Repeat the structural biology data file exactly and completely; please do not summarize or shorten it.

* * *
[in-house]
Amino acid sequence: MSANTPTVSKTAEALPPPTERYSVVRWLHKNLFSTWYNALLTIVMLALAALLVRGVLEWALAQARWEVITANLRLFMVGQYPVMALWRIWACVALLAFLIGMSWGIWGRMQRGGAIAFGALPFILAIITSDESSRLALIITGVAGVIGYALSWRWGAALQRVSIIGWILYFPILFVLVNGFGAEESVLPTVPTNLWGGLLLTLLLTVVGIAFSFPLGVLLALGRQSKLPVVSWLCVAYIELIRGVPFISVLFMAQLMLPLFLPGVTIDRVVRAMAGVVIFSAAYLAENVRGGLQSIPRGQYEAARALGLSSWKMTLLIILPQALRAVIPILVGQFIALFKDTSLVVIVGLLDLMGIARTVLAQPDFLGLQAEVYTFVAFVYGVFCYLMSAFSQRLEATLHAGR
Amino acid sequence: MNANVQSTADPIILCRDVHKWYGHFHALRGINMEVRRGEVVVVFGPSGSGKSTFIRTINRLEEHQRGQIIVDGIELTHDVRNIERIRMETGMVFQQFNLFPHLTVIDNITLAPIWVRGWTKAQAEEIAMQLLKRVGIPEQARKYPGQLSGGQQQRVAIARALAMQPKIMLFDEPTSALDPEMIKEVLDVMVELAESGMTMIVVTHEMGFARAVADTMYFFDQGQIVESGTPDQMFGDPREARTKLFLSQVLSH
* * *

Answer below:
[in-house]
Amino acid sequence: MSANTPTVSKTAEALPPPTERYSVVRWLHKNLFSTWYNALLTIVMLALAALLVRGVLEWALAQARWEVITANLRLFMVGQYPVMALWRIWACVALLAFLIGMSWGIWGRMQRGGAIAFGALPFILAIITSDESSRLALIITGVAGVIGYALSWRWGAALQRVSIIGWILYFPILFVLVNGFGAEESVLPTVPTNLWGGLLLTLLLTVVGIAFSFPLGVLLALGRQSKLPVVSWLCVAYIELIRGVPFISVLFMAQLMLPLFLPGVTIDRVVRAMAGVVIFSAAYLAENVRGGLQSIPRGQYEAARALGLSSWKMTLLIILPQALRAVIPILVGQFIALFKDTSLVVIVGLLDLMGIARTVLAQPDFLGLQAEVYTFVAFVYGVFCYLMSAFSQRLEATLHAGR
Amino acid sequence: MNANVQSTADPIILCRDVHKWYGHFHALRGINMEVRRGEVVVVFGPSGSGKSTFIRTINRLEEHQRGQIIVDGIELTHDVRNIERIRMETGMVFQQFNLFPHLTVIDNITLAPIWVRGWTKAQAEEIAMQLLKRVGIPEQARKYPGQLSGGQQQRVAIARALAMQPKIMLFDEPTSALDPEMIKEVLDVMVELAESGMTMIVVTHEMGFARAVADTMYFFDQGQIVESGTPDQMFGDPREARTKLFLSQVLSH